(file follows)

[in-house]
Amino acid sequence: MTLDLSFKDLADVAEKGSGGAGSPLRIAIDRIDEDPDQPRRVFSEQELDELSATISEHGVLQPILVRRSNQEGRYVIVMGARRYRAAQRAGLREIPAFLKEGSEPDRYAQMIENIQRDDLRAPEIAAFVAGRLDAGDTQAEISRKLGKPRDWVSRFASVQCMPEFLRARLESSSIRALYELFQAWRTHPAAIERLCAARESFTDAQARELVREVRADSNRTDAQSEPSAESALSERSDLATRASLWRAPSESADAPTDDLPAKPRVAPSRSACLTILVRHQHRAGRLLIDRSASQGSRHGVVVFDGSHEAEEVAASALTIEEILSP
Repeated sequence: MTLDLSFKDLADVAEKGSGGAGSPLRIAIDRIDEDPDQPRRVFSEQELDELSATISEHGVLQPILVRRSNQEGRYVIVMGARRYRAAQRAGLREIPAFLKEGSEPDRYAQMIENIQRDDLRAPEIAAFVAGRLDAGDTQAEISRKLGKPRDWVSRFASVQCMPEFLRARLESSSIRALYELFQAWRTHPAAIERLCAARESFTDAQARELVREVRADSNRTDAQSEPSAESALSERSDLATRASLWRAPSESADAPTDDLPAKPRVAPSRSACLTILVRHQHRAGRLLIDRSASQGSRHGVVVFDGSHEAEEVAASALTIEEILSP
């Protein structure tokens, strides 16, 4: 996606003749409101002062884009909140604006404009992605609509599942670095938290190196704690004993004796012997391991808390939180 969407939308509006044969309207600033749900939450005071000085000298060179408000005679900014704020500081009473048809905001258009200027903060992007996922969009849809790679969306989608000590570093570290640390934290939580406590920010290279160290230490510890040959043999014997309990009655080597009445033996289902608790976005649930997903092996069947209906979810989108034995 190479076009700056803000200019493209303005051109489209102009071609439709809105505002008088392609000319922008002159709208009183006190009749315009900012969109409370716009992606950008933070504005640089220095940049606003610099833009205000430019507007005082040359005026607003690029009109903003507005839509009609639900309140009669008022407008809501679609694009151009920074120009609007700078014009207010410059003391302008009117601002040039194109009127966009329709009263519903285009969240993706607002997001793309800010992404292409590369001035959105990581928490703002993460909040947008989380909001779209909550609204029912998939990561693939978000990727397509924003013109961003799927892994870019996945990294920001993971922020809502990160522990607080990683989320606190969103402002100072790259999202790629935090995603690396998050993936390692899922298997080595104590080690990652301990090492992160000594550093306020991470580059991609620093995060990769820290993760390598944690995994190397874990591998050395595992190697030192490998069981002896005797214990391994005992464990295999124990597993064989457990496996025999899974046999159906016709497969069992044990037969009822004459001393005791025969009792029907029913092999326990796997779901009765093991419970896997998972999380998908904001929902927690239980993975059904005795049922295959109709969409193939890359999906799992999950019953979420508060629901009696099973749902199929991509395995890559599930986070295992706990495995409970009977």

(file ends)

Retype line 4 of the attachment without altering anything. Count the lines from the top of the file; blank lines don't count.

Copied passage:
């Protein structure tokens, strides 16, 4: 996606003749409101002062884009909140604006404009992605609509599942670095938290190196704690004993004796012997391991808390939180 969407939308509006044969309207600033749900939450005071000085000298060179408000005679900014704020500081009473048809905001258009200027903060992007996922969009849809790679969306989608000590570093570290640390934290939580406590920010290279160290230490510890040959043999014997309990009655080597009445033996289902608790976005649930997903092996069947209906979810989108034995 190479076009700056803000200019493209303005051109489209102009071609439709809105505002008088392609000319922008002159709208009183006190009749315009900012969109409370716009992606950008933070504005640089220095940049606003610099833009205000430019507007005082040359005026607003690029009109903003507005839509009609639900309140009669008022407008809501679609694009151009920074120009609007700078014009207010410059003391302008009117601002040039194109009127966009329709009263519903285009969240993706607002997001793309800010992404292409590369001035959105990581928490703002993460909040947008989380909001779209909550609204029912998939990561693939978000990727397509924003013109961003799927892994870019996945990294920001993971922020809502990160522990607080990683989320606190969103402002100072790259999202790629935090995603690396998050993936390692899922298997080595104590080690990652301990090492992160000594550093306020991470580059991609620093995060990769820290993760390598944690995994190397874990591998050395595992190697030192490998069981002896005797214990391994005992464990295999124990597993064989457990496996025999899974046999159906016709497969069992044990037969009822004459001393005791025969009792029907029913092999326990796997779901009765093991419970896997998972999380998908904001929902927690239980993975059904005795049922295959109709969409193939890359999906799992999950019953979420508060629901009696099973749902199929991509395995890559599930986070295992706990495995409970009977």